What are financial & constituent powers & functions of the Parliament?

Q.  Which of the following are financial and constituent powers and functions of the Parliament?

1) No tax can be levied without approval of Parliament.
2) Constitution can be amended only by the Parliament.
3) Budget has to be approved by the Parliament.

- Published on 03 Mar 17

a. 1, 2
b. 2, 3
c. 1, 3
d. All of the above

ANSWER: All of the above
    Financial Powers and Functions

  • No tax can be levied or collected and no expenditure can be incurred by the Executive except under the authority and with the approval of Parliament.

  • The enactment of the budget by the Parliament legalizes the receipts and expenditure of the government for the ensuing financial year.

  • The Parliament also scrutinizes government spending and financial performance with the help of its financial committees.

  • They bring out the cases of illegal, irregular, unauthorized, improper usage and wastage and extravagance in public expenditure.

  • Parliamentary control over the Executive in financial matters operates in 2 stages -

    1. Budgetary control i.e., control before the appropriation of grants through the enactment of the budget.

    2. Post-budgetary control i.e., control after the appropriation of grants through the three financial committees.

  • The budget is based on the principle of annuality, that is, the Parliament grants money to the government for one financial year.

  • If the granted money is not spent by the end of the financial year, then the balance expires and returns to the Consolidated Fund of India. This is ‘rule of lapse’.

  • It facilitates effective financial control by the Parliament as no reserve funds can be built without its authorization.

  • However, the observance of this rule leads to heavy rush of expenditure towards the close of the financial year. This is popularly called as ‘March Rush’.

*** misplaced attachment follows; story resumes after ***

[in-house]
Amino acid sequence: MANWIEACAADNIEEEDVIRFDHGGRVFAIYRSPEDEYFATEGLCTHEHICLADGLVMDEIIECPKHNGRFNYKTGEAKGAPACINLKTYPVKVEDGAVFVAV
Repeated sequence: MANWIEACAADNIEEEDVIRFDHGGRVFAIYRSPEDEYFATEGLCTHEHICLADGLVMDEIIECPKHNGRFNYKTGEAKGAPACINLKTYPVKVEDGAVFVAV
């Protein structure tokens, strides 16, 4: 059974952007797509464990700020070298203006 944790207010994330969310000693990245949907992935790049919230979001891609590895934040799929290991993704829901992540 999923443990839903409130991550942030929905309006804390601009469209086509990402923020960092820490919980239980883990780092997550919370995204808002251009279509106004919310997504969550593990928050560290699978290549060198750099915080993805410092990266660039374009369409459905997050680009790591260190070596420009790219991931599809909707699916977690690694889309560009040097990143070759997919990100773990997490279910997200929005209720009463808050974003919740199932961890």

• Constituent Powers and Functions -

  • The Parliament is vested with the powers to amend the Constitution by way of addition, variation or repeal of any provision.

  • The major part of the Constitution can be amended by the Parliament with special majority, that is, a majority (that is, more than 50 per cent) of the total membership of each House and a majority of not less than two-thirds of the members present and voting in each House.

  • Some other provisions of the Constitution can be amended by the Parliament with simple majority, that is, a majority of the members present and voting in each House of Parliament.

  • Only a few provisions of the Constitution can be amended by the Parliament (by special majority) and with the consent of at least half of the state Legislatures (by simple majority).

  • The power to initiate the process of the amendment of the Constitution (in all the three cases) lies exclusively in the hands of the Parliament and not the state legislature.

  • There is only one exception, that is, the state legislature can pass a resolution requesting the Parliament for the creation or abolition of the legislative council in the state.

  • Based on the resolution, the Parliament makes an act for amending the Constitution to that effect.

  • The constituent power of the Parliament is not unlimited and is subject to the ‘basic structure’ of the Constitution.

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